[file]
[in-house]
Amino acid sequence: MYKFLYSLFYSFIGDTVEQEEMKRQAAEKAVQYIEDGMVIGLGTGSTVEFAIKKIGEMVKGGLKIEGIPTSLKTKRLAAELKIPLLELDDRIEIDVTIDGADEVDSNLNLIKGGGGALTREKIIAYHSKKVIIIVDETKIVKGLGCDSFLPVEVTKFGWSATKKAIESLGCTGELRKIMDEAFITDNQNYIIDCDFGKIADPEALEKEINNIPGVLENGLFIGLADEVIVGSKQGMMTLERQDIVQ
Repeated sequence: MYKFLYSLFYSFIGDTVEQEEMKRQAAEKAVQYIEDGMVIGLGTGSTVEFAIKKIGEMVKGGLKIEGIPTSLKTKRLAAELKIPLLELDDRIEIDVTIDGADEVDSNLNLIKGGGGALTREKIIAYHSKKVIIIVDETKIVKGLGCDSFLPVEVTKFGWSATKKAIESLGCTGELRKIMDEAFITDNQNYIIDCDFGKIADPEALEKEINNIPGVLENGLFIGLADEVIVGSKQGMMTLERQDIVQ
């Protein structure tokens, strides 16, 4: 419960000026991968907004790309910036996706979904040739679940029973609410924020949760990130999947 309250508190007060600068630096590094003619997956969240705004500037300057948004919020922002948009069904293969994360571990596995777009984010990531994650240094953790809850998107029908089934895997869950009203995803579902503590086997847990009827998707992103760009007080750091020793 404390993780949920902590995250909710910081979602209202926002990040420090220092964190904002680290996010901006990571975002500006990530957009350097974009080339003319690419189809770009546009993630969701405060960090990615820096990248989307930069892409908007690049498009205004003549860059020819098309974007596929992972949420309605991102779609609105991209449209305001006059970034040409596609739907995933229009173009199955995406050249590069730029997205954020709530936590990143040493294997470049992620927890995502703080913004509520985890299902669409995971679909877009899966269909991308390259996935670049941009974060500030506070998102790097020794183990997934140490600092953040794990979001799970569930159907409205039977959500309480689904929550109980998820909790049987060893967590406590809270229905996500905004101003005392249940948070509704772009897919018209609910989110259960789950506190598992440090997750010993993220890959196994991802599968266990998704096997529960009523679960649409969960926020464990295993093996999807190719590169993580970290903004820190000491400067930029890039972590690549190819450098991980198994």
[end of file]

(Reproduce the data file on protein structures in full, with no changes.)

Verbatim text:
[in-house]
Amino acid sequence: MYKFLYSLFYSFIGDTVEQEEMKRQAAEKAVQYIEDGMVIGLGTGSTVEFAIKKIGEMVKGGLKIEGIPTSLKTKRLAAELKIPLLELDDRIEIDVTIDGADEVDSNLNLIKGGGGALTREKIIAYHSKKVIIIVDETKIVKGLGCDSFLPVEVTKFGWSATKKAIESLGCTGELRKIMDEAFITDNQNYIIDCDFGKIADPEALEKEINNIPGVLENGLFIGLADEVIVGSKQGMMTLERQDIVQ
Repeated sequence: MYKFLYSLFYSFIGDTVEQEEMKRQAAEKAVQYIEDGMVIGLGTGSTVEFAIKKIGEMVKGGLKIEGIPTSLKTKRLAAELKIPLLELDDRIEIDVTIDGADEVDSNLNLIKGGGGALTREKIIAYHSKKVIIIVDETKIVKGLGCDSFLPVEVTKFGWSATKKAIESLGCTGELRKIMDEAFITDNQNYIIDCDFGKIADPEALEKEINNIPGVLENGLFIGLADEVIVGSKQGMMTLERQDIVQ
């Protein structure tokens, strides 16, 4: 419960000026991968907004790309910036996706979904040739679940029973609410924020949760990130999947 309250508190007060600068630096590094003619997956969240705004500037300057948004919020922002948009069904293969994360571990596995777009984010990531994650240094953790809850998107029908089934895997869950009203995803579902503590086997847990009827998707992103760009007080750091020793 404390993780949920902590995250909710910081979602209202926002990040420090220092964190904002680290996010901006990571975002500006990530957009350097974009080339003319690419189809770009546009993630969701405060960090990615820096990248989307930069892409908007690049498009205004003549860059020819098309974007596929992972949420309605991102779609609105991209449209305001006059970034040409596609739907995933229009173009199955995406050249590069730029997205954020709530936590990143040493294997470049992620927890995502703080913004509520985890299902669409995971679909877009899966269909991308390259996935670049941009974060500030506070998102790097020794183990997934140490600092953040794990979001799970569930159907409205039977959500309480689904929550109980998820909790049987060893967590406590809270229905996500905004101003005392249940948070509704772009897919018209609910989110259960789950506190598992440090997750010993993220890959196994991802599968266990998704096997529960009523679960649409969960926020464990295993093996999807190719590169993580970290903004820190000491400067930029890039972590690549190819450098991980198994």